|Publication number||US4161002 A|
|Application number||US 05/862,034|
|Publication date||Jul 10, 1979|
|Filing date||Dec 19, 1977|
|Priority date||Jan 8, 1977|
|Also published as||CA1114498A, CA1114498A1, DE2800499A1, DE2800499C2|
|Publication number||05862034, 862034, US 4161002 A, US 4161002A, US-A-4161002, US4161002 A, US4161002A|
|Original Assignee||Sony Corporation|
|Export Citation||BiBTeX, EndNote, RefMan|
|Patent Citations (2), Referenced by (12), Classifications (6)|
|External Links: USPTO, USPTO Assignment, Espacenet|
1. Field of the Invention
This invention relates generally to a video tape recorder (VTR) and to a motor servo system suitable for use in a VTR of the rotary magnetic head type. More particularly, but not exclusively, the invention relates to a battery-operable, portable VTR.
2. Description of the Prior Art
A servo-driven drum motor of a rotary head type VTR is normally connected to a motor drive amplifier of a servo system. Even during the pause mode of the VTR, the drum motor remains connected to the motor drive amplifier and so rotates at high speed. For a battery-operable VTR, such operation is very disadvantageous, due to the large electric power consumption. However, if in the pause mode the power supply to the drum motor is interrupted to stop the drum motor, the magnetic tape sometimes sticks to the rotary head drum due to the tension under which the magnetic tape is maintained so that the drum motor may be prevented from restarting or the magnetic tape may snap when the drum motor restarts.
Moreover, it is usual in a VTR for the tape transport system to only advance the magnetic tape when an input video signal is present during the recording mode to minimize the amount of magnetic tape used. In the absence of an input video signal to be recorded, the VTR is in the pause mode and no magnetic tape transport is effected. However, after release of the pause mode by the input video signal, it usually takes 1 to 2 seconds for the servo system to become locked, during which period the magnetic tape is advanced and used wastefully.
Therefore, one object of this invention is to provide a VTR in which the foregoing disadvantages of the prior art VTR are at least in part overcome.
Another object of this invention is to disconnect the drum motor of a VTR from the motor drive amplifier of its servo circuit in the pause mode, and to connect the drum motor to a relatively low voltage power supply to rotate the drum motor at a relatively low speed in the pause mode, to reduce power consumption.
Another object of this invention is to delay release of the pause mode until the motor servo system of the VTR is locked to more efficiently use the magnetic tape in cases where a video signal to be recorded comes from a video camera or other external video signal source.
The above and other objects of this invention are achieved by a motor servo system of a VTR in which separate dc motors are used as a drum motor for driving a rotary head and as a capstan motor for driving the magnetic tape, the drum motor and the capstan motor having independent servo circuits each of which comprises a speed servo that functions to maintain the motor speed at a predetermined constant speed and a phase servo for determining the position of a video signal on the magnetic tape. Means are provided for detecting the beginning of a locked state of either the capstan servo or both the capstan servo and the drum servo. A lock start detecting signal from this means is, for example, supplied to the tape transport system as a command to urge the pinch roller towards the capstan, so that this signal may be used for delaying the start of tape transport when the pause mode is released.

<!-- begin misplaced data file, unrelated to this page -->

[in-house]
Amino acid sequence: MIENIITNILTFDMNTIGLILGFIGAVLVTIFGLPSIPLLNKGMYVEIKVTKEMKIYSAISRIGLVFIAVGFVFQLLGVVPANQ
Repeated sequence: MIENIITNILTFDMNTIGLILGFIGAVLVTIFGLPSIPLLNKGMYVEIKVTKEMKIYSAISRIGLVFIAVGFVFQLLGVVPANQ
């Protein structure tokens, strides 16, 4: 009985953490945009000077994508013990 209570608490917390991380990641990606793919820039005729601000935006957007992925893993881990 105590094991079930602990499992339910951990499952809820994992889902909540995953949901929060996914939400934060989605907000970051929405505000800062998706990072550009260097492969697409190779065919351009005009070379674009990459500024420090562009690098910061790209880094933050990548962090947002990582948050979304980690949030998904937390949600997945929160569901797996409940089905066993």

Means are provided for disconnecting the drum motor from the main power supply of the VTR during the pause mode, and connecting it to a power supply for rotating the motor at a relatively low speed. Since the main power supply is disconnected from the VTR in the pause mode, power is not wasted. On the other hand, since the drum motor is caused to rotate at a low speed by means of a power supply independent of the drum servo circuit, the problem of the tape sticking to the drum is eliminated.
Therefore, this invention can advantageously be used in a battery-operable portable VTR, where low power consumption and efficient use of the magnetic tape are desired.
The above, and other objects, features and advantages of this invention will be apparent in the following detailed description of an illustrative embodiment which is to be read in connection with the accompanying drawings.
FIG. 1 is a block diagram of a servo system for a drum motor and a capstan motor of a VTR which utilizes one embodiment of the present invention;
FIG. 2 is a plan view of the magnetic devices for generating the signals used as inputs to the servo system of FIG. 1;
FIGS. 3 and 4 are block diagrams showing in more detail various elements included in the servo system of FIG. 1;
FIGS. 5 to 8 show waveforms used for explaining the operation of elements shown in FIGS. 3 and 4; and
FIG. 9 shows waveforms used for explaining the operation of elements shown in FIG. 1.
Referring now to the drawings, and particularly to FIG. 1 thereof, there is shown a motor servo system incorporating this invention and driving a drum motor 10 and a capstan motor 12 of a battery-operable, portable VTR. The drum motor 10 is controlled by a drum servo circuit 14, whereas the capstan motor 12 is controlled by a capstan servo circuit 16.